Nice price...They look suspiciously like an unbranded Philips one (ie same case and lights). I have seen the Philips one up close. Maybe they are B grade product or just unbranded from same production line?? I think I would tend to pay a few punds more and get a reputable brand and warranty. If they where £10 cheaper each I'd take a risk. Pretty much 90% of them have the same insides as far as the Homeplug standards go...that is they use oem chips from http://www.intellon.com

    There are other vendors too but they dominate. So I guess they are all pretty similar.

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    Re: homeplug

    Personally I think it would be hard to write a megapost about them. They are pretty simple really. Just think of them as a pair of RJ45 ethernet sockets with a limited throughput (ie an Ethernet bridge). And if you use more than two pretend they all go back to a common ethernet hub (some people know these as switches today) and thats pretty much it.

    It gets slightly more complex when you want to secure them. Like if your nieghbours and you both use them or your in a shared block of flats or the like. They usually come with a CD with software to do this. They then just use some encyption keys to ensure the logical networks are isolated even if the physical ones are not.

    The signals can traverse up to 200M of power cable without any repeater. They use a spread spectrum of radio signals modulated on to the power line similar to they way modern military radio communications are now done, this prevents (or reduces problems associated with) jamming and interference due to noise in a particular frequency range and ensure communications can survive very troublesome environments.

    Even the Wikipedia entry is small http://en.wikipedia.org/wiki/HomePlu...rline_Alliance

    On the multiple phase issue they mention here...A little more explanation. 3 phase power is used for the normal distribution of mains (AC) power supplies almost everywhere (thats why the big towers have 3 lines...they are not the same as the three plugs on the power plug). In a housing estate a local transformer splits different hosue supplies off the 3 phase supply into different single phase suppies to each group of houses to balance the supply across all phases. When a building is running on 3 phase power as in most industrial estates or in larger buildings then it is possible for different fuses/circuit breakers in the mains supply box of one building to be supplying different cable runs of power sockets with power from different phases (to help balance the load on the 3 phases). The problem here is that the radio siganls that homeplug is using cannot sometimes bridge those phases.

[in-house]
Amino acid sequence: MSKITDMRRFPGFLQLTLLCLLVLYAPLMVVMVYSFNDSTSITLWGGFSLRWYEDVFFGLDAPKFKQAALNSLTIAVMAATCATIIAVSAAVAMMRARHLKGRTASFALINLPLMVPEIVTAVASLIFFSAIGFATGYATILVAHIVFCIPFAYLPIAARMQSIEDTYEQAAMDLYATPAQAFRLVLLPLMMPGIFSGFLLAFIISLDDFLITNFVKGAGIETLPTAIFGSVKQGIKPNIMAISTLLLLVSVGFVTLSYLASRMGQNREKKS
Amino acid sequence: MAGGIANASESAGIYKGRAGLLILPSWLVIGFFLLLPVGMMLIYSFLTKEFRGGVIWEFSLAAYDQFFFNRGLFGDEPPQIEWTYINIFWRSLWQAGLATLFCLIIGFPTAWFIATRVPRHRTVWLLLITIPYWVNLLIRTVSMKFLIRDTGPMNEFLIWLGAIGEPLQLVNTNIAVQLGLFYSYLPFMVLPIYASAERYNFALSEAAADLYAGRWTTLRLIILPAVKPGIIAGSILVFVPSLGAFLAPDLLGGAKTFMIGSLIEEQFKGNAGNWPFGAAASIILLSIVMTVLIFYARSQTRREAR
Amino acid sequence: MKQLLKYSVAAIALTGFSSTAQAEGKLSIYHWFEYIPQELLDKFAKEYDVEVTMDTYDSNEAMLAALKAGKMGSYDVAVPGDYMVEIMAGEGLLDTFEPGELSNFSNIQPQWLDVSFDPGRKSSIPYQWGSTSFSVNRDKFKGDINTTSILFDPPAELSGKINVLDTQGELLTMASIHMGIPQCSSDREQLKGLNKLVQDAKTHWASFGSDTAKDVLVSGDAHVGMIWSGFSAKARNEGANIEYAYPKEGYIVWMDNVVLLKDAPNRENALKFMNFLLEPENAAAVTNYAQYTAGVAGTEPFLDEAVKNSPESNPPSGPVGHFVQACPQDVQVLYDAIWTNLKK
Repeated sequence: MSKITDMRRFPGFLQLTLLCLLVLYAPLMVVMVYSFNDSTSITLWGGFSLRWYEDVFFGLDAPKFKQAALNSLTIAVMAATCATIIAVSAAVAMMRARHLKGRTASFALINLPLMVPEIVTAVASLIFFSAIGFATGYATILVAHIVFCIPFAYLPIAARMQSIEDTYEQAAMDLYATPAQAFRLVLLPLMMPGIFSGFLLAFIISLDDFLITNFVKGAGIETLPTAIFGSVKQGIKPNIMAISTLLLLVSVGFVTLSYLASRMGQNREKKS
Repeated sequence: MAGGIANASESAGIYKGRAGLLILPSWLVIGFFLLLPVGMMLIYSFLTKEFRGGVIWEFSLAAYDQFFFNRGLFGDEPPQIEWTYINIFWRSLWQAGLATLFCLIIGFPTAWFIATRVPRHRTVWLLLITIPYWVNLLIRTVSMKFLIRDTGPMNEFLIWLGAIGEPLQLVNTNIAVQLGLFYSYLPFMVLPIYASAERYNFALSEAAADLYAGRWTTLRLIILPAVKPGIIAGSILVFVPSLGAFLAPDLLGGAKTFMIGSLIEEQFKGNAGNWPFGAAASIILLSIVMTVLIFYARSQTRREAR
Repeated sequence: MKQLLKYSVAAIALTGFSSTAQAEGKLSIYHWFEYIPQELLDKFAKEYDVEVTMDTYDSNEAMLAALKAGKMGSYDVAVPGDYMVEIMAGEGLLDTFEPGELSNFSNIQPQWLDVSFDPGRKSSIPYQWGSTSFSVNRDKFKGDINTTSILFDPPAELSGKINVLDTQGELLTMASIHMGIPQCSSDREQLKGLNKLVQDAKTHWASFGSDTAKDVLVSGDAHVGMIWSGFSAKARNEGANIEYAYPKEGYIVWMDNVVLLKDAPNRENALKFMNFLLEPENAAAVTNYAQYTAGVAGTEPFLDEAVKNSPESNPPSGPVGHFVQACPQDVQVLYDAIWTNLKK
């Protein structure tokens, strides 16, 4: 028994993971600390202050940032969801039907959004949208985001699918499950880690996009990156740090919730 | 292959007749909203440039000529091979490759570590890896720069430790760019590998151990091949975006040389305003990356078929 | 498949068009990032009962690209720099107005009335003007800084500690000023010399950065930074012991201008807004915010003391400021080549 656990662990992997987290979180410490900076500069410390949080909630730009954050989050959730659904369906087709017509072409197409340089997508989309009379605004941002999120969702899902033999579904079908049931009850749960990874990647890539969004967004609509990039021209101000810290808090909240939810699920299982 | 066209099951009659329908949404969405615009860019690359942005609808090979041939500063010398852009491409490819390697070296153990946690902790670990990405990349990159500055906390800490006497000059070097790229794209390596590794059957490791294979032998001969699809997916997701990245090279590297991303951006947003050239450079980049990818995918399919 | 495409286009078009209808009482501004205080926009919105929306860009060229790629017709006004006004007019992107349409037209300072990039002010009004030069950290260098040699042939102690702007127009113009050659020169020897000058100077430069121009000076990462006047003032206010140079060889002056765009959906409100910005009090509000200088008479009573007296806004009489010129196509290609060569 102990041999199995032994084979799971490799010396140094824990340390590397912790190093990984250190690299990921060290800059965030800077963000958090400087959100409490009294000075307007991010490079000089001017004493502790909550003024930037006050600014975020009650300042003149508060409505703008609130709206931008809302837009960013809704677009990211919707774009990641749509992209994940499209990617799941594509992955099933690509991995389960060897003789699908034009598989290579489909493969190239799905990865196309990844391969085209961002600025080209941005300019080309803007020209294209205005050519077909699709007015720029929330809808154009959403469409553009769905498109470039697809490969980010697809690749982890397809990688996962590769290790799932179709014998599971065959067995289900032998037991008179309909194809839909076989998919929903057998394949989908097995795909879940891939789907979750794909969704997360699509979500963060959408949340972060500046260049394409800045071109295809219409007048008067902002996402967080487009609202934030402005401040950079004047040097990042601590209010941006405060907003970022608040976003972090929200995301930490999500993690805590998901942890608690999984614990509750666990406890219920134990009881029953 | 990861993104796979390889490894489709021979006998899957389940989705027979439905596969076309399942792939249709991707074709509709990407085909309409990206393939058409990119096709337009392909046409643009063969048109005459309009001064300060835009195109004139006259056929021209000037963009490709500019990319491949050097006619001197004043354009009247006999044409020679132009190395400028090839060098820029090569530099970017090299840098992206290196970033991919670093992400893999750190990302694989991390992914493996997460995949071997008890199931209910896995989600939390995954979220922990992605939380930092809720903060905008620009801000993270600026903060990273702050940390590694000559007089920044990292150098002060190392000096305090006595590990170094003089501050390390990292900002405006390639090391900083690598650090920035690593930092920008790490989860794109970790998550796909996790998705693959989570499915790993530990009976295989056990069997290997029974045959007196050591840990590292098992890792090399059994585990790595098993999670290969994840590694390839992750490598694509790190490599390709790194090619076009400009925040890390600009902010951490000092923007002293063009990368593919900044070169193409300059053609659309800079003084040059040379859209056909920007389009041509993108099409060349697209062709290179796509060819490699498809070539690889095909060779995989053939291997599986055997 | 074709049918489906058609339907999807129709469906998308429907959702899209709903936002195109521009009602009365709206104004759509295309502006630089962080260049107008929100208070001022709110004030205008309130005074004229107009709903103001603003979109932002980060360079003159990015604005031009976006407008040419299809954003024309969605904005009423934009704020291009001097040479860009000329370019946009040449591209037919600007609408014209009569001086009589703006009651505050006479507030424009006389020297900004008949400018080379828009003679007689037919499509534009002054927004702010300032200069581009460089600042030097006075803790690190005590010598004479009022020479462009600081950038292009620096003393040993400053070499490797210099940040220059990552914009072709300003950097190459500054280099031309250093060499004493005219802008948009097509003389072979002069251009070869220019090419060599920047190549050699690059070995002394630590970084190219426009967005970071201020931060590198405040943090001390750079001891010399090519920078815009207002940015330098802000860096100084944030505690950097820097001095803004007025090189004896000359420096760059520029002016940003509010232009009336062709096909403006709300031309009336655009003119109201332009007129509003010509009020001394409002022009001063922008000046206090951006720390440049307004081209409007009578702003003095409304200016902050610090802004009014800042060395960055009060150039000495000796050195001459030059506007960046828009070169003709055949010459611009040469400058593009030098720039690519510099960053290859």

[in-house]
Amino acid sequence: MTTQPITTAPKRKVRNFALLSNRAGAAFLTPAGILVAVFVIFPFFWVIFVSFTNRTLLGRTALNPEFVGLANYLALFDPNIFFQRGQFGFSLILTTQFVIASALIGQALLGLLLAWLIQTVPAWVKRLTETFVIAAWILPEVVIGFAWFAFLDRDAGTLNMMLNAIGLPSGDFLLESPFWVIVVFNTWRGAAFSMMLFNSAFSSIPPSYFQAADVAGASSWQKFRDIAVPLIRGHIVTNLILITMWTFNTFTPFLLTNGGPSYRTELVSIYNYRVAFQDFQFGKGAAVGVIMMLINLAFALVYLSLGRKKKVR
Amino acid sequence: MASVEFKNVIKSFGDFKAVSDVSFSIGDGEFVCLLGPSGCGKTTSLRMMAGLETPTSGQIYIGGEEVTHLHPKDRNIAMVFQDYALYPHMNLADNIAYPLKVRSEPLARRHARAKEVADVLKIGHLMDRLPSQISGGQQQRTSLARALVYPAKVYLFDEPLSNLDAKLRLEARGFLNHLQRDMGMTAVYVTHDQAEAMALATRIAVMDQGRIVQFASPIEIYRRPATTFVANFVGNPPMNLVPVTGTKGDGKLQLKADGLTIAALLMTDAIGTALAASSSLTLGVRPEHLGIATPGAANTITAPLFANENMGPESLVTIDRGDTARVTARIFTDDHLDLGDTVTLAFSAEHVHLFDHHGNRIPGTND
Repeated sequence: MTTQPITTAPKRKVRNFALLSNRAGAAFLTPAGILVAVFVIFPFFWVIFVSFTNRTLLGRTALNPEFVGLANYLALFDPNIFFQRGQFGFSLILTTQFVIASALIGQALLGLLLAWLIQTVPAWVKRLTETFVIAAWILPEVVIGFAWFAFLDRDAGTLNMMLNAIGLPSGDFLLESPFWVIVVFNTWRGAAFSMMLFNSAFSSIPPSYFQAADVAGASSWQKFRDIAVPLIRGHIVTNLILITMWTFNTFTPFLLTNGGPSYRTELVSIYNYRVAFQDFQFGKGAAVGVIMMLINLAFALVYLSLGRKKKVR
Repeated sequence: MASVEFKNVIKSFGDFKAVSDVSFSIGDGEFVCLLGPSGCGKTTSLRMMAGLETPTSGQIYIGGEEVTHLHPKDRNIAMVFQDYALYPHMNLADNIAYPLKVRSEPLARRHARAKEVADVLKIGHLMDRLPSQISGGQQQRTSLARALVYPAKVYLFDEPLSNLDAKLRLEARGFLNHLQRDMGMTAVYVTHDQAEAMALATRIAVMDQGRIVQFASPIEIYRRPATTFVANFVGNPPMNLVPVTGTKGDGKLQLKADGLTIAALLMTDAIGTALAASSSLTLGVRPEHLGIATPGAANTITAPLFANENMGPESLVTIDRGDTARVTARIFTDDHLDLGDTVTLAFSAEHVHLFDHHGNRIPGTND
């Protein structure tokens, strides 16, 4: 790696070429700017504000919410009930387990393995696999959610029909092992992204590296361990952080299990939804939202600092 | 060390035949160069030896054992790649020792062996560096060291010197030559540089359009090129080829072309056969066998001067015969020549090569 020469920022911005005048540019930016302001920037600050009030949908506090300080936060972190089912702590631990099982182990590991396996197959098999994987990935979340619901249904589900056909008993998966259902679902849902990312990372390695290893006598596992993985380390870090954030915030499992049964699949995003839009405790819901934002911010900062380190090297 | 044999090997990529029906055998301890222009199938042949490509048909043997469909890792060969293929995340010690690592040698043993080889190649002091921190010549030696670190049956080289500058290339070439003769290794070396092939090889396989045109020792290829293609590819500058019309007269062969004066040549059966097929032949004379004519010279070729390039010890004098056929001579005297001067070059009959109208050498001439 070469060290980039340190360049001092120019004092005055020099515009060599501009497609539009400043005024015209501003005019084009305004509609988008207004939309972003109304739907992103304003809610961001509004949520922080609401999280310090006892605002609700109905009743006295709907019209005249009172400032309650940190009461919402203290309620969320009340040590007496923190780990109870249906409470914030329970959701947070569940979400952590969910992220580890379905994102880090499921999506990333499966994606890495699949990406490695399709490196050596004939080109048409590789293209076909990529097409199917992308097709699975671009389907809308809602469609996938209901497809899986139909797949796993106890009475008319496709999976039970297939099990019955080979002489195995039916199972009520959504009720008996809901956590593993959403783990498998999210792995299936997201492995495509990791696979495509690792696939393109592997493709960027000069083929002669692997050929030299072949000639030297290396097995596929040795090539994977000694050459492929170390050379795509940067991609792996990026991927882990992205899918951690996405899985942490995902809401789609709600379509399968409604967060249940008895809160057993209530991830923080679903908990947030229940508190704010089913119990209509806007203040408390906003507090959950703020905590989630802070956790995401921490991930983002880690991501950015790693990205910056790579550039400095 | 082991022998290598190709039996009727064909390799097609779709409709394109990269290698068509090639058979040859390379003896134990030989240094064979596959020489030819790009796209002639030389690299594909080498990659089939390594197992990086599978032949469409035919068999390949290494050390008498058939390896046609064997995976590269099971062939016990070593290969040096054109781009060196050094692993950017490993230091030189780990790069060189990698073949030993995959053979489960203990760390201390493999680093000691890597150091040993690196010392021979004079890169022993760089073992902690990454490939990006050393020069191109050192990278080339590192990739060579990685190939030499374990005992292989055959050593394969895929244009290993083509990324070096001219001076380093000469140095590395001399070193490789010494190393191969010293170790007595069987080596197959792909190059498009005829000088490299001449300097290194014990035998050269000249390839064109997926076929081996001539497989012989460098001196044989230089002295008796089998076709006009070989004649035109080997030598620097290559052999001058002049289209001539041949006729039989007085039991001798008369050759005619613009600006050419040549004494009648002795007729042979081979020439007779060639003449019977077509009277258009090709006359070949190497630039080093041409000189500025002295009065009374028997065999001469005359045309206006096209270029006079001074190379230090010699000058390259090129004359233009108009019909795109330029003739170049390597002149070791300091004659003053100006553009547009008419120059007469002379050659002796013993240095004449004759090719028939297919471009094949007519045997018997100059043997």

This can be the reason why a homeplug network may not seem to work in a large building or in an industrial setting. Hence I guess the name "Home"plug. There is a solution. If you can find two sockets on different phase power busses (circuits) near by to each other (probably close to the main power distribution board) you can simply bridge the two networks with a pair of homeplugs and an ethernet cable between them (depending on the homeplug products this may have to be a cross over cable if they don't do auto cross over). Alternatively you could have an electrician wire up two or three sockets on the two or three different circuits/phases near the distibution box just for this purpose or if possible you could use a longer ethernet cable to join two sockets that are a longer distance apart.
    Last edited by roddines; 20-09-2007 at 06:16 PM.

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    The late but legendary peterb - Onward and Upward peterb's Avatar
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    Re: homeplug

    Quote Originally Posted by roddines View Post
    Alternatively you could have an electrician wire up two or three sockets on the two or three different circuits/phases near the distibution box just for this purpose or if possible you could use a longer ethernet cable to join two sockets that are a longer distance apart.
    IETE wiring regulations specify minimum physical distances between socket outlets on different phases (because the voltage between phases is between 415V). I think that distance is 2 metres. (ie, more than an arm span)
    Last edited by peterb; 20-09-2007 at 06:25 PM.
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    Re: homeplug

    Thanks for the update on that.. But what is the minimum distance?